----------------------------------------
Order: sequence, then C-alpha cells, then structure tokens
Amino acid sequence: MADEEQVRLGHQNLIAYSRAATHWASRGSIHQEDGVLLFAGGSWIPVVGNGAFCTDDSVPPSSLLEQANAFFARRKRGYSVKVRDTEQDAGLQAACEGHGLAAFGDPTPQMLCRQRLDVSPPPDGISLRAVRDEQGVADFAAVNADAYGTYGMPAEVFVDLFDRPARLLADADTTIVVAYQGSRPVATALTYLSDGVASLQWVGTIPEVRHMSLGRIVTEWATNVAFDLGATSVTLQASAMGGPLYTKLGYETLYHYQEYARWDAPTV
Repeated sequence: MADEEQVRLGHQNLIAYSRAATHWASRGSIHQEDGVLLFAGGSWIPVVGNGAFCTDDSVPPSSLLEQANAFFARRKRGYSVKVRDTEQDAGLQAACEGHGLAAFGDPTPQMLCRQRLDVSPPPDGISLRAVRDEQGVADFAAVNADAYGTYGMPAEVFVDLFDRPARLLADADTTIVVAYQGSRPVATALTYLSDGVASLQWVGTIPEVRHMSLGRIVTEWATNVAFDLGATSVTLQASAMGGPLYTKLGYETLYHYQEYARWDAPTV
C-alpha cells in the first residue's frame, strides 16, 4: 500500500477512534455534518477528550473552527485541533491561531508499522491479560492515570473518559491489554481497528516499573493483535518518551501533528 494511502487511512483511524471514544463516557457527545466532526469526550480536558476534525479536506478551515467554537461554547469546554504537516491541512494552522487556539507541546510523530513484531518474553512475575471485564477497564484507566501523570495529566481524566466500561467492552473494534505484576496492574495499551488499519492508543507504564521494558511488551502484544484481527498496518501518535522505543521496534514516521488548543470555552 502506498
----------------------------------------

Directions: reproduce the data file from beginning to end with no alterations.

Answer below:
Order: sequence, then C-alpha cells, then structure tokens
Amino acid sequence: MADEEQVRLGHQNLIAYSRAATHWASRGSIHQEDGVLLFAGGSWIPVVGNGAFCTDDSVPPSSLLEQANAFFARRKRGYSVKVRDTEQDAGLQAACEGHGLAAFGDPTPQMLCRQRLDVSPPPDGISLRAVRDEQGVADFAAVNADAYGTYGMPAEVFVDLFDRPARLLADADTTIVVAYQGSRPVATALTYLSDGVASLQWVGTIPEVRHMSLGRIVTEWATNVAFDLGATSVTLQASAMGGPLYTKLGYETLYHYQEYARWDAPTV
Repeated sequence: MADEEQVRLGHQNLIAYSRAATHWASRGSIHQEDGVLLFAGGSWIPVVGNGAFCTDDSVPPSSLLEQANAFFARRKRGYSVKVRDTEQDAGLQAACEGHGLAAFGDPTPQMLCRQRLDVSPPPDGISLRAVRDEQGVADFAAVNADAYGTYGMPAEVFVDLFDRPARLLADADTTIVVAYQGSRPVATALTYLSDGVASLQWVGTIPEVRHMSLGRIVTEWATNVAFDLGATSVTLQASAMGGPLYTKLGYETLYHYQEYARWDAPTV
C-alpha cells in the first residue's frame, strides 16, 4: 500500500477512534455534518477528550473552527485541533491561531508499522491479560492515570473518559491489554481497528516499573493483535518518551501533528 494511502487511512483511524471514544463516557457527545466532526469526550480536558476534525479536506478551515467554537461554547469546554504537516491541512494552522487556539507541546510523530513484531518474553512475575471485564477497564484507566501523570495529566481524566466500561467492552473494534505484576496492574495499551488499519492508543507504564521494558511488551502484544484481527498496518501518535522505543521496534514516521488548543470555552 502506498